It is not realistic to imagine you can tell your exaggerated thoughts and beliefs and feelings to float away on some meditation cloud – it is a negative situation, and a negative emotional response is perfectly human. But – it would be smart to consciously regulate your thinking and feeling and behaviour – so as not to automatically join in on the drama of others, because that will only cause you further drama and bad outcomes.

Ask: what would healthy self-talk about this situation look like? What self-talk should I design to deal with this situation? Write things down – and always give it a few days to cool down – often, when we do this, we adjust and regulate to a place where we can have a more proportional response – and maybe just let it go.

Tips for ‘smart worrying and analysis’ – let’s say your friend XX is the enabler who joined in with the perpetrator/leader YY, you’re going to try to work out how and why that happened:

Guesses about XX, the enabler:

“Why would XX do that to me? I mean, I’m not shocked at YY, but XX?!”

‘Because she’s obviously a bitch.’

<p class="has-medium-font-size" id="cbt-meangirls" style="line-height:2" value="<amp-fit-text layout="fixed-height" min-font-size="8" max-font-size="72" height="80">Or (new self talk suggestions) – because she’s being thoughtless, and maybe it’s not planned or deliberately malicious. She can be an eejit sometimes, as we all can.Or (new self talk suggestions) – because she’s being thoughtless, and maybe it’s not planned or deliberately malicious. She can be an eejit sometimes, as we all can.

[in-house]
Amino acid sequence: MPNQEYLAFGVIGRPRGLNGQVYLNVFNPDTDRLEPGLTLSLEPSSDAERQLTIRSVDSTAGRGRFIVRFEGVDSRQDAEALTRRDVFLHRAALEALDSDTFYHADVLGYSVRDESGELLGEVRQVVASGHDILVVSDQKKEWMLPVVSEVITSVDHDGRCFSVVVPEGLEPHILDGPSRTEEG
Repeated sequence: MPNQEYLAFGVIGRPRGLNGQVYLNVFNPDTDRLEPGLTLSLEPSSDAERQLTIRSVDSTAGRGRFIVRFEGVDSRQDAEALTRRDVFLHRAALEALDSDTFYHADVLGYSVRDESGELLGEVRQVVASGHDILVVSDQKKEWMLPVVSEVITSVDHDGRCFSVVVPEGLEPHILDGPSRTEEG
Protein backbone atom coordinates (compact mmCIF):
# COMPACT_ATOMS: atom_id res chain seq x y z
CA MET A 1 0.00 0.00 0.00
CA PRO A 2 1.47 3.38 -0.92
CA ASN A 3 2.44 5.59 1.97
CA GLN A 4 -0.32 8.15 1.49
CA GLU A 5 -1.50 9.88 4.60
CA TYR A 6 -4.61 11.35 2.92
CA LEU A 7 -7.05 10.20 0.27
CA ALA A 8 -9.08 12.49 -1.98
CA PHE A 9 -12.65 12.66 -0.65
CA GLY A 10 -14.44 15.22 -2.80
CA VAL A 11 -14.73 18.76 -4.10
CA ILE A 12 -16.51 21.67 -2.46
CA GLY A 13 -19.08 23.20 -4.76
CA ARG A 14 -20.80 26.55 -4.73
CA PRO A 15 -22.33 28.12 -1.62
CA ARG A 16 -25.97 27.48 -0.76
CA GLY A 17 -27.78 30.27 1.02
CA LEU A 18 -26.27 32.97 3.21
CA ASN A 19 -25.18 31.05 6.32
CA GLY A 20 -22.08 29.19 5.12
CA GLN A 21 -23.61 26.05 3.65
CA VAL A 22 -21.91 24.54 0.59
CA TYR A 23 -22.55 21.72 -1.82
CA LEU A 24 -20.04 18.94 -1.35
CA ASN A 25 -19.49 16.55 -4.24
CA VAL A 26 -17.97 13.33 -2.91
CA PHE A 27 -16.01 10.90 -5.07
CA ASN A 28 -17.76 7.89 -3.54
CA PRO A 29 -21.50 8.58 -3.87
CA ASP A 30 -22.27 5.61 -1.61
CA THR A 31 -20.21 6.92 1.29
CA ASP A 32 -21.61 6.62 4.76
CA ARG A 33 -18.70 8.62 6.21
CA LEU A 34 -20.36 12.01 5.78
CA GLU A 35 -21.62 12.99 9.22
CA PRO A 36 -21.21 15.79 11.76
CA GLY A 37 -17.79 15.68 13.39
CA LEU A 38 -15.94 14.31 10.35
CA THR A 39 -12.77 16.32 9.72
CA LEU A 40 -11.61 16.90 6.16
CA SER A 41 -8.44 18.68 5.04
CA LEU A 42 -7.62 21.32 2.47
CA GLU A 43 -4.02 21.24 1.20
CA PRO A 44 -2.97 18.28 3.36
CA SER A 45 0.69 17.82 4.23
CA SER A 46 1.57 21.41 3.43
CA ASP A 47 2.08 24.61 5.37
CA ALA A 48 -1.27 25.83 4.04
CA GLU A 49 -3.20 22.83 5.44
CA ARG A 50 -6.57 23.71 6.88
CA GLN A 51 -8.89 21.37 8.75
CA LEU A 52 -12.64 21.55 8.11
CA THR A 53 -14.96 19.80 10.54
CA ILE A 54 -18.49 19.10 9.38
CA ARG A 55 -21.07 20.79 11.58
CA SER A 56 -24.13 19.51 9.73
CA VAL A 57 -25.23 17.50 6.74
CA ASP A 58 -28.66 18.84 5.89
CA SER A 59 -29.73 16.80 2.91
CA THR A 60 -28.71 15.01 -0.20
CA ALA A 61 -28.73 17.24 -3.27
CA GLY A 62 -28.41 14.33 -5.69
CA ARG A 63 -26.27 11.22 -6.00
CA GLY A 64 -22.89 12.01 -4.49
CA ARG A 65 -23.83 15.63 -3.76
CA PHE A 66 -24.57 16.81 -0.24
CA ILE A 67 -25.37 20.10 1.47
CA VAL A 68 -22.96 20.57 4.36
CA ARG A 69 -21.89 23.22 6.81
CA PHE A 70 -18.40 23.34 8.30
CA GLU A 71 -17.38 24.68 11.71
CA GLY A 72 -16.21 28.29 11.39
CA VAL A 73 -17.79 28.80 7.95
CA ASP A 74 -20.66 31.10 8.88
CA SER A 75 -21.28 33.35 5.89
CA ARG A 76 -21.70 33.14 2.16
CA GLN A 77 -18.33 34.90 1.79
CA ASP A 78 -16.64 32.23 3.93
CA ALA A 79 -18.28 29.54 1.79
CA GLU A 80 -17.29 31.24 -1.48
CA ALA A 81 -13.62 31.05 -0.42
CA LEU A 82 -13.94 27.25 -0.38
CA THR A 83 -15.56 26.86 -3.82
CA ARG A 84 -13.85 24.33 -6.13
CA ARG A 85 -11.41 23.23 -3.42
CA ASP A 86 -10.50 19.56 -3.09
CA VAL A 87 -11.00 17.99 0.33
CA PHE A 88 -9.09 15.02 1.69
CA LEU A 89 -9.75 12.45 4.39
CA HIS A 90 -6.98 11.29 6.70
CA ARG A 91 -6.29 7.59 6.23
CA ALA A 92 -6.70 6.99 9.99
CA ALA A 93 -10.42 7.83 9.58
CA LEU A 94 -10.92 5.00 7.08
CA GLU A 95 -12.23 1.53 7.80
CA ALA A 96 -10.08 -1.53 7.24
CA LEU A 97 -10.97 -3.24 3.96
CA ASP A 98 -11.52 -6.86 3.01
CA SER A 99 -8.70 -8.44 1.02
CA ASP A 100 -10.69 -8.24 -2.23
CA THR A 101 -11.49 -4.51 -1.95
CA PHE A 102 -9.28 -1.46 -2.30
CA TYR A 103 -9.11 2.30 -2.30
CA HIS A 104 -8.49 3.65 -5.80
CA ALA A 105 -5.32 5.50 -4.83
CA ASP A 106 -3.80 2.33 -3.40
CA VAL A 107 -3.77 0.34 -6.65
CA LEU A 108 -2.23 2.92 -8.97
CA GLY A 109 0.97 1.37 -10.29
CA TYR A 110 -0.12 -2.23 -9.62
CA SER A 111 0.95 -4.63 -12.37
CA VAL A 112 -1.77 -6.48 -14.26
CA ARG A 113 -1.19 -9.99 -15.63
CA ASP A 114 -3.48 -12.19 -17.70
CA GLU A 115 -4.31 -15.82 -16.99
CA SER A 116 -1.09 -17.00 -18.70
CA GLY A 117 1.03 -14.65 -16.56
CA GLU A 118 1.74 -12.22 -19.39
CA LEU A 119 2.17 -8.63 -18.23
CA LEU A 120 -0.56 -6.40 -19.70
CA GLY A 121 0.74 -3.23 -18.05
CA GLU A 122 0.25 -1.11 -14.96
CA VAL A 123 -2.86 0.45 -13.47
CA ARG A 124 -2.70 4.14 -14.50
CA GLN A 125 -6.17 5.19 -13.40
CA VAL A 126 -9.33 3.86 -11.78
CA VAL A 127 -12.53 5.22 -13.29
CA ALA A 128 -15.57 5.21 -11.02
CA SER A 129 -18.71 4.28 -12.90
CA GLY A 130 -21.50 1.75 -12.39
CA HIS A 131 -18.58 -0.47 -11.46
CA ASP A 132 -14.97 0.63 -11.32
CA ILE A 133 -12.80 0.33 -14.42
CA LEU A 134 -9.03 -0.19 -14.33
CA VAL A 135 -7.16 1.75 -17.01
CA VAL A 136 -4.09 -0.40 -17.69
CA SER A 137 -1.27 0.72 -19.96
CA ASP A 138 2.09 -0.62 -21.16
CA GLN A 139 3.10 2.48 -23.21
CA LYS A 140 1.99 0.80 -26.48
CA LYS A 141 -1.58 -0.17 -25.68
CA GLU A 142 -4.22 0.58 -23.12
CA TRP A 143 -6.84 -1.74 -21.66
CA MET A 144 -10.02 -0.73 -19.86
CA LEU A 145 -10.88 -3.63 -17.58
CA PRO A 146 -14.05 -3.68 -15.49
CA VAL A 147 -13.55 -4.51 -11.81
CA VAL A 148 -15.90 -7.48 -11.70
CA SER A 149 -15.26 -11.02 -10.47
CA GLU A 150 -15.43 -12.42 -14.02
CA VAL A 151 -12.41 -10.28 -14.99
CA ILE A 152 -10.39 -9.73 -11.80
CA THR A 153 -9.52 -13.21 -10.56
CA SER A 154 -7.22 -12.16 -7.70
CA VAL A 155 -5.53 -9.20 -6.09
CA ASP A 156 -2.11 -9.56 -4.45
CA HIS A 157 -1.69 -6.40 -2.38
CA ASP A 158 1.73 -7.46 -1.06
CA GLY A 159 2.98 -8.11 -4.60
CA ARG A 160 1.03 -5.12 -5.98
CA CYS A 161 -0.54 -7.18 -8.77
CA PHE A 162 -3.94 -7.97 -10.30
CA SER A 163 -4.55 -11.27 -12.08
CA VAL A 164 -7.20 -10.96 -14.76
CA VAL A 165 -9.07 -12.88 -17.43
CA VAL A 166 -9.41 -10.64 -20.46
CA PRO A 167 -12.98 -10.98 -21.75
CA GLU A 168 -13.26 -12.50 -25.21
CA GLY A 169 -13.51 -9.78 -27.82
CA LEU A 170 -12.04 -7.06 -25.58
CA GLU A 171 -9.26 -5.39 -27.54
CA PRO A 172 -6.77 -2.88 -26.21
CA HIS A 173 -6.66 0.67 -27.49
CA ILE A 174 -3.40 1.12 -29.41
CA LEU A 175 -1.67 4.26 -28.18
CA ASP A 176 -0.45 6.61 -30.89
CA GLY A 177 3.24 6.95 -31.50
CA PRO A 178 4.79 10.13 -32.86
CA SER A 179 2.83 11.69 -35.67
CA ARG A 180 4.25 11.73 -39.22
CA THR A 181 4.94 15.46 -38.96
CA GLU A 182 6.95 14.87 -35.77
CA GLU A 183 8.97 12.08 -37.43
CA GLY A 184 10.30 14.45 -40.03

Because she was drinking, and people can lose judgement and behave aggressively with alcohol. They are not their best selves.

Because she’s being immature, and is getting little dopamine hits when she is favoured/preferred within the group like this. That’s an issue for her, not for me.

Because she’s a human with faults like anybody – there are no perfect people – and there have been lots of times I enjoyed being with XX and was ‘safe’ – I’m sad and disappointed about this, but I’m going to aim to accept it as just one event in our history, and let it go and not make a huge drama about it – unless it happens again of course, in which case I will discuss it with her using careful language to tell her I’m upset, and to ask if I had done something to upset her, and ask how this happened. (Be prepared for her to say ‘what are you talking about?’ – and what are you gonna do about that? You might fall down a rabbit hole of reliving the whole event in a hyper way to her. Instead, prepare cool short statements, and say them if you must, and then, knowing it’s out there and you have gently and undramatically established expectations and boundaries, let it go, and change the topic).

Guesses about YY – perpetrator/instigator: